Warren’s Words of Wisdom: Why Didn’t I Say Something?

The other day on my way home on Route 9 South just before I-91, I came up behind a tractor trailer with a flat bed in the right lane. As I moved to the left lane to pass, something about the flat bed made me look again. On the flat bed there were four 12”x12”x72” timbers that were probably the dunnage under the load that had been taken off. The part that didn’t immediately click was that none of the four timbers were strapped down to the trailer. They appeared to be loose (they could have been nailed down, but I really doubt it). DOT rules for load securement require there to be no loose materials, especially something like those heavy beams. If one or more of those beams were to have fallen off the trailer, I can’t imagine the havoc and damage they could have caused if they fell into the road.

Within a few minutes the tractor trailer went down the off ramp from Route 9 to I-91 North as I continued on Route 9 South. What should I do, should I call 911 and report the truck with the load securement problem, or do nothing?

I’m embarrassed to tell you I did not call 911 to ask police to pull the trucker over to fix the loose timbers. Why I didn’t, I cannot explain. Watching the news later that night was nerve-wracking because I didn’t want to hear of an accident and injuries caused by one of the timbers coming off the trailer, which I could have prevented if I’d acted. Gratefully, I haven’t heard of any accidents related to the trailer, but there could have been. What if something had happened to my family or yours?

I promise you that in the future, I will not hesitate to report a load securement issue to the police and let them deal with it. One simple phone call could save lives.

When you see something that isn’t safe, do you hesitate or debate what to do? If it helps make the decision easier to make, put your family or co-workers in the situation. If it means stopping the job just to talk about what you see or think needs to be fixed, I’d be the first one to say, “Thanks for doing that.”

The “High-Archy” of Wires

All wires on a pole are stacked in order of voltages, high to low, top to bottom. Everything on a pole has electricity, each one has enough voltage to kill or seriously injure you. Each wire/conductor on the pole has a minimum approach distance (MAD).  If you want to stay safe, stay at least this far away.

MAD distance begins at the end of the tool in your hand or the end of the ladder/scaffold/dump truck. etc.

Primary – 4800 volts to 23,000 volts – MAD is 10 feet                    

Being any closer than the MAD can allow the electricity to arc or jump to you or a conductive object, as it looks to go to ground.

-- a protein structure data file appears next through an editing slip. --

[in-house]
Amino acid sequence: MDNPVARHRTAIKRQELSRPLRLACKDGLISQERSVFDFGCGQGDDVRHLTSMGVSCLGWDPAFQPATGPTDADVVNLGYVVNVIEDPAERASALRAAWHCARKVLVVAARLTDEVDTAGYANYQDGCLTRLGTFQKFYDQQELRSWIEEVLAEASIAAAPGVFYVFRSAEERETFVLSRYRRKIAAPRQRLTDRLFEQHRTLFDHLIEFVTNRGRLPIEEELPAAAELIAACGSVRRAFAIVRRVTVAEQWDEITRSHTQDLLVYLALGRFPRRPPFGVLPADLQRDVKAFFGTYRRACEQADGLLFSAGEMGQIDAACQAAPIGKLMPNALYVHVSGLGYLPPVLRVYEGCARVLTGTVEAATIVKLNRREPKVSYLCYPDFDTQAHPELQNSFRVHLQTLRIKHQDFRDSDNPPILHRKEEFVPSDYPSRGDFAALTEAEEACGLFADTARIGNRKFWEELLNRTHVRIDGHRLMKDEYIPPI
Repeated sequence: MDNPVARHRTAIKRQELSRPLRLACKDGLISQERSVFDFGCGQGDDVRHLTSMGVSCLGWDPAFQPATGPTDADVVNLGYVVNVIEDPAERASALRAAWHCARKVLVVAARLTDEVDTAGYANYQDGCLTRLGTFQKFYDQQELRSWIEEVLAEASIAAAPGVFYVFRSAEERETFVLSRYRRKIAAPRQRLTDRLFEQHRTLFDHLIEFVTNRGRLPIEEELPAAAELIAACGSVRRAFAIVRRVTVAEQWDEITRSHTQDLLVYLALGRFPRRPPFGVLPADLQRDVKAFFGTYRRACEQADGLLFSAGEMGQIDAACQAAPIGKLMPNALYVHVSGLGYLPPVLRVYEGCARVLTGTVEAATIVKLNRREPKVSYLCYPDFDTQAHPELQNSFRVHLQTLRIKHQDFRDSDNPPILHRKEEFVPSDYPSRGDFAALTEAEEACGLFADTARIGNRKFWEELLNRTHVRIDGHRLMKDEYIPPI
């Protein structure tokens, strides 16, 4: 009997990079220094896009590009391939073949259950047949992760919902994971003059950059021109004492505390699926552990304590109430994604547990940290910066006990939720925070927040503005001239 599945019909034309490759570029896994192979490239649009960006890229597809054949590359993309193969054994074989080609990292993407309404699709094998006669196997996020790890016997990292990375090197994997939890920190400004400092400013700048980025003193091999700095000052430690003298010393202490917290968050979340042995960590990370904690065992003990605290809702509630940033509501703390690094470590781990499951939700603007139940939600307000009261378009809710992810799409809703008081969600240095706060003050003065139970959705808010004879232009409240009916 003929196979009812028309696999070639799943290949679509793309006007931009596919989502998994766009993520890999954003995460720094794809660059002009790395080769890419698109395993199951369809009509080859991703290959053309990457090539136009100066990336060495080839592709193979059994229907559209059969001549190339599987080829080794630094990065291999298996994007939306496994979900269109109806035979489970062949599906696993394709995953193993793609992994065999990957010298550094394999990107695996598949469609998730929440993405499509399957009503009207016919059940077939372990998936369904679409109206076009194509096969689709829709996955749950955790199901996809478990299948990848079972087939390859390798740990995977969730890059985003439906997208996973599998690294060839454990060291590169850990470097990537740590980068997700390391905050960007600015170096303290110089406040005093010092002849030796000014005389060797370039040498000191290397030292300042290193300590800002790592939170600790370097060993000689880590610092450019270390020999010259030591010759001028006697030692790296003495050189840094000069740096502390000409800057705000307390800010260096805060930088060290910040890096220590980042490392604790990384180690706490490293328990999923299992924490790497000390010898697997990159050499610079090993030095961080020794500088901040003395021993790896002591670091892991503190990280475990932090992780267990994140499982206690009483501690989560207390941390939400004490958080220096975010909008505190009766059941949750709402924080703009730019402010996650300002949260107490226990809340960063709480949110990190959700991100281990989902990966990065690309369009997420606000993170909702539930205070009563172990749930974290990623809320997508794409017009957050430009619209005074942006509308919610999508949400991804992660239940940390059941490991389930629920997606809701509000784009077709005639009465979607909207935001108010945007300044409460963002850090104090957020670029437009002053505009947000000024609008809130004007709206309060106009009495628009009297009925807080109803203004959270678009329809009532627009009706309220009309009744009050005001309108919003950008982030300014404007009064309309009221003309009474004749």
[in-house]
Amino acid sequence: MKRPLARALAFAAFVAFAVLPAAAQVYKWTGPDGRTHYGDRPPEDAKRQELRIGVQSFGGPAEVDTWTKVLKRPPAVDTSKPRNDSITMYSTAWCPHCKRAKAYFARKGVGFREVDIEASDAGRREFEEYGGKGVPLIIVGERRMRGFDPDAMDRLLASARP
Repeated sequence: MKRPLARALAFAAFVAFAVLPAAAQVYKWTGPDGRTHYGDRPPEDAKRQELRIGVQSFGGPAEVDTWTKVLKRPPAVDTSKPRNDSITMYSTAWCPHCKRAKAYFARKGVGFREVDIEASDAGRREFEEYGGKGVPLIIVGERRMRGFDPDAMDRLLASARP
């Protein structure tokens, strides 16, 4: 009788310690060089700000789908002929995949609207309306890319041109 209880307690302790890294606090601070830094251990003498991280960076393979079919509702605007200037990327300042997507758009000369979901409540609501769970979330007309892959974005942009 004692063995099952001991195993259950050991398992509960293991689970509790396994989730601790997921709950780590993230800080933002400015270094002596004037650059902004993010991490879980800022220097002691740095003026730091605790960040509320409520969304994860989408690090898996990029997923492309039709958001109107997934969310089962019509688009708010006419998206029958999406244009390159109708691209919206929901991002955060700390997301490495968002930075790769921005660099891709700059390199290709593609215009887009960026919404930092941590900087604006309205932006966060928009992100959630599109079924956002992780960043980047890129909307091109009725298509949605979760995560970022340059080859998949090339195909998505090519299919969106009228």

Secondaries – 120/240 volts residential or commercial 240/480 volts three phase – MAD is avoid contact up to 301 volts, 1.09 feet above 301 volts

(Personally, I recommend a 10-foot MAD to any wire that can kill me—primary, secondary, it doesn’t matter.)

Phone and cable – up to 90 volts DC – MAD is avoid contact

(These have battery back-ups, so they are ALWAYS energized.)

The day after the storm, PW put the cones out and did all the right things staying away from the down wire. Would it have been better to make the stay away zone bigger with tape? Could a child or person look at this and think the scene wasn’t anything dangerous?

One more pole fact – when you see this red badge on a wood pole, it means the base of that pole is rotted and needs replacement. Mowing around and hitting a guy wire or backing into/hitting the pole could easily result in the pole breaking and coming over. A white “X” on a pole just means for CBYD to do a mark-out around the pole for future pole replacement, not that the pole is rotted.

Be Smart – Be Safe.

About Connecticut T2 Center

The Training & Technical Assistance Center at UCONN provides education and technical assistance to members of Connecticut's Transportation and Public Safety Community, including municipal public works directors, street and road maintenance superintendents and staff, city and town engineers, Connecticut Department of Transportation employees, transportation planners and law enforcement professionals serving as legal traffic authorities. We are Connecticut's LTAP Center
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